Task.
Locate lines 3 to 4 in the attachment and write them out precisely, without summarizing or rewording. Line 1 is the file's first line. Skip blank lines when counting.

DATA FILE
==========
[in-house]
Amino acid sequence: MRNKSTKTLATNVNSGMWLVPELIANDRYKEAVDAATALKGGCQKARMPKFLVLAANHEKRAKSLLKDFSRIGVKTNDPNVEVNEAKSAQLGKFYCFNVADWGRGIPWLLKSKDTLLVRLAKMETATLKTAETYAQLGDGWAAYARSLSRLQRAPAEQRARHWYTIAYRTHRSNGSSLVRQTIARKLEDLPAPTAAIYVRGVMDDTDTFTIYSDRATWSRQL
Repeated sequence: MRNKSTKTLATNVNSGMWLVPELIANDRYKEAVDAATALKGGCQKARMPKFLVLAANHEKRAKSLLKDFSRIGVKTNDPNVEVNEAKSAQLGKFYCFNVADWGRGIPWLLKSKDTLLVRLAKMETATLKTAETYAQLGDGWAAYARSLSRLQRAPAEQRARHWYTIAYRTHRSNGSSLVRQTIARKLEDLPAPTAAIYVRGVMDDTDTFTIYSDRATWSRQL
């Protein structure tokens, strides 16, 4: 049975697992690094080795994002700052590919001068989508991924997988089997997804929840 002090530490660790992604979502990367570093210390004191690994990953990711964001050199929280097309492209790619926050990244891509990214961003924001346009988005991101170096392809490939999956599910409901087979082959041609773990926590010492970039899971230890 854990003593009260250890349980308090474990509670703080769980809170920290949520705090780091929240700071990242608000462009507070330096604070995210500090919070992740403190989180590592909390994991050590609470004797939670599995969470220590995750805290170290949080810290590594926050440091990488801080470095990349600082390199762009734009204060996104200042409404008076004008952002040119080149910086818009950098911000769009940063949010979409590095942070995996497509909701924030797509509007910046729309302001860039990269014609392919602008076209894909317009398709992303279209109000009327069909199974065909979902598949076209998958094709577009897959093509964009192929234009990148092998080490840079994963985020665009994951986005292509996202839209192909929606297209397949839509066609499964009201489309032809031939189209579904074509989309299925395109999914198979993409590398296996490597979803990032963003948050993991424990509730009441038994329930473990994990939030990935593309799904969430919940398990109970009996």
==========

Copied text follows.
Repeated sequence: MRNKSTKTLATNVNSGMWLVPELIANDRYKEAVDAATALKGGCQKARMPKFLVLAANHEKRAKSLLKDFSRIGVKTNDPNVEVNEAKSAQLGKFYCFNVADWGRGIPWLLKSKDTLLVRLAKMETATLKTAETYAQLGDGWAAYARSLSRLQRAPAEQRARHWYTIAYRTHRSNGSSLVRQTIARKLEDLPAPTAAIYVRGVMDDTDTFTIYSDRATWSRQL
């Protein structure tokens, strides 16, 4: 049975697992690094080795994002700052590919001068989508991924997988089997997804929840 002090530490660790992604979502990367570093210390004191690994990953990711964001050199929280097309492209790619926050990244891509990214961003924001346009988005991101170096392809490939999956599910409901087979082959041609773990926590010492970039899971230890 854990003593009260250890349980308090474990509670703080769980809170920290949520705090780091929240700071990242608000462009507070330096604070995210500090919070992740403190989180590592909390994991050590609470004797939670599995969470220590995750805290170290949080810290590594926050440091990488801080470095990349600082390199762009734009204060996104200042409404008076004008952002040119080149910086818009950098911000769009940063949010979409590095942070995996497509909701924030797509509007910046729309302001860039990269014609392919602008076209894909317009398709992303279209109000009327069909199974065909979902598949076209998958094709577009897959093509964009192929234009990148092998080490840079994963985020665009994951986005292509996202839209192909929606297209397949839509066609499964009201489309032809031939189209579904074509989309299925395109999914198979993409590398296996490597979803990032963003948050993991424990509730009441038994329930473990994990939030990935593309799904969430919940398990109970009996």